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Web Services and Service-Oriented Architectures Success Depend on the Registry

  Article published in DM Direct Newsletter
December 23, 2004 Issue
  By Jeff Tonkel

Service-oriented architecture (SOA) is rapidly absorbing and surpassing Web services as a strategic initiative for IT and business executives. SOA now appears as a line item in IT budgets in many, if not most, of the world's largest corporations. Even companies with just a few Web services in production quickly experience the "SOA network effect" - an explosion of Web services driven by the superior reusability of Web services. While they deliver new levels of business performance, customer service and internal efficiency, Web services and SOA also carry significant business and technical implications.

Chief among these is the demand for a new, more advanced corporate registry that surpasses today's most advanced UDDI or ebXML registries. This new corporate registry treats Web services as highly valuable corporate assets, ensuring that companies have the proper controls, approvals and tracking functions needed to fully govern all aspects of Web services throughout their life cycle. In particular, CIOs are increasingly concerned with governance issues, such as exposure control, conformity to corporate standards, security, life cycle management and Web service interdependencies.

To that end, the new corporate registry unites an expandable and highly customizable data repository with an easy-to-use application for governing Web services. Its user interface addresses the needs of all the business and IT players in an SOA - from publishing, documenting and cataloging Web services for providers to browsing, searching and requesting authorization for use by consumers.

This new registry is far different from standard UDDI or ebXML registries, which often inhibit Web services and SOA success. Standard registries often fail to establish an enterprise-wide catalog of Web services, effectively hiding available Web services from others inside and outside the company. In addition, when these registries do publish Web service information, it is typically too technical for business-oriented users to glean useful information.

More significantly, standard UDDI and ebXML registries lack the Web services governance features needed to addresses the issues noted earlier. Consequently, companies have no clear view of what applications are consuming what Web services, nor is there sufficient control over consuming applications or who is authorized to deploy a Web service. Similarly, they have no way of notifying consuming applications of problems with or changes to the providing Web service.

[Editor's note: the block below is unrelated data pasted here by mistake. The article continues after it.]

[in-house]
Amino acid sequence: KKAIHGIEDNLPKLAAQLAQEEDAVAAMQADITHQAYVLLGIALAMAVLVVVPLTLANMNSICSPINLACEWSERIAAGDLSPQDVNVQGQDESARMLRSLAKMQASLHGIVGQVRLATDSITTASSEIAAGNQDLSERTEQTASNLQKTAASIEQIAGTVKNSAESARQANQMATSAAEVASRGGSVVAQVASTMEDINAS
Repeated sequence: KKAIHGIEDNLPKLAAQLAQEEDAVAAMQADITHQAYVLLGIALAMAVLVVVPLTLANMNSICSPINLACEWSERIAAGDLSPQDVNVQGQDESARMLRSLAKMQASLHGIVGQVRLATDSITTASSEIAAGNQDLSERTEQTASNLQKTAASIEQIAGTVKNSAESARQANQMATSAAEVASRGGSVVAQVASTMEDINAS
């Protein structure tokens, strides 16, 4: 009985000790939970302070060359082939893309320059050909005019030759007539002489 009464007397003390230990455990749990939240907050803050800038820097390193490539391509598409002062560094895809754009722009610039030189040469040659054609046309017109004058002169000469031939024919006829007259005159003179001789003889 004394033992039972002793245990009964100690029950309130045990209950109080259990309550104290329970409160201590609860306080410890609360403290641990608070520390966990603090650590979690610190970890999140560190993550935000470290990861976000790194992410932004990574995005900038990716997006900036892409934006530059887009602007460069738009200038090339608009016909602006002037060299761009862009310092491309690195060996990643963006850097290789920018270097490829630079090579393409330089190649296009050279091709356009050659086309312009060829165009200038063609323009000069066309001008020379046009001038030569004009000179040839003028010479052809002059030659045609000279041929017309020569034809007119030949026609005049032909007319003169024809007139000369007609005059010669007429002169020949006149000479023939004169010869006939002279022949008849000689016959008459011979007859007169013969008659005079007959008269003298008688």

The advanced registry directly addresses the shortcomings of standard registry technologies. It optimizes the visibility and control of the SOA and Web services, keeping track of Web services and their characteristics to maximize reuse. Data and meta data on providing and consuming applications, as well as their relationships, is stored to enable management and governance using a roles-based user interface that addresses the needs of providers, consumers, administrators, operators, security officers and business managers.

As a result, the advanced registry provides processes for interaction among SOA participants, such as authorizing consumers to use Web services or informing consumers about a planned new release of a Web service. It creates a central point of information designed to accommodate both changing business requirements and growing numbers of Web services.

There are products available today, designed from the ground up, to be the advanced registry that meets Web services and SOA demands, enabling companies to govern their Web Services and SOA environments for both business agility and enhanced business results. Accelerating the move to enterprise SOAs, these products provide an expanded view of the scope, roles and necessary information to sustain and manage them.

Web services and SOA adoption will continue to ramp up as organizations learn how to achieve business results with these solutions. An advanced registry is key for a successful Web services deployment or for a SOA.


For more information on related topics visit the following related portals...
Enterprise Achitecture and Web Services.

Jeff Tonkel is president and chief executive officer of Infravio, Inc. The 13-page Infravio X-registry - The Web Services Registry, Key to a Successful SOA white paper is available today by calling Infravio at (408) 861-3038, sending an e-mail to info@infravio.com or downloading the paper directly from the Infravio Web site at http://www.infravio.com/whitepaper.

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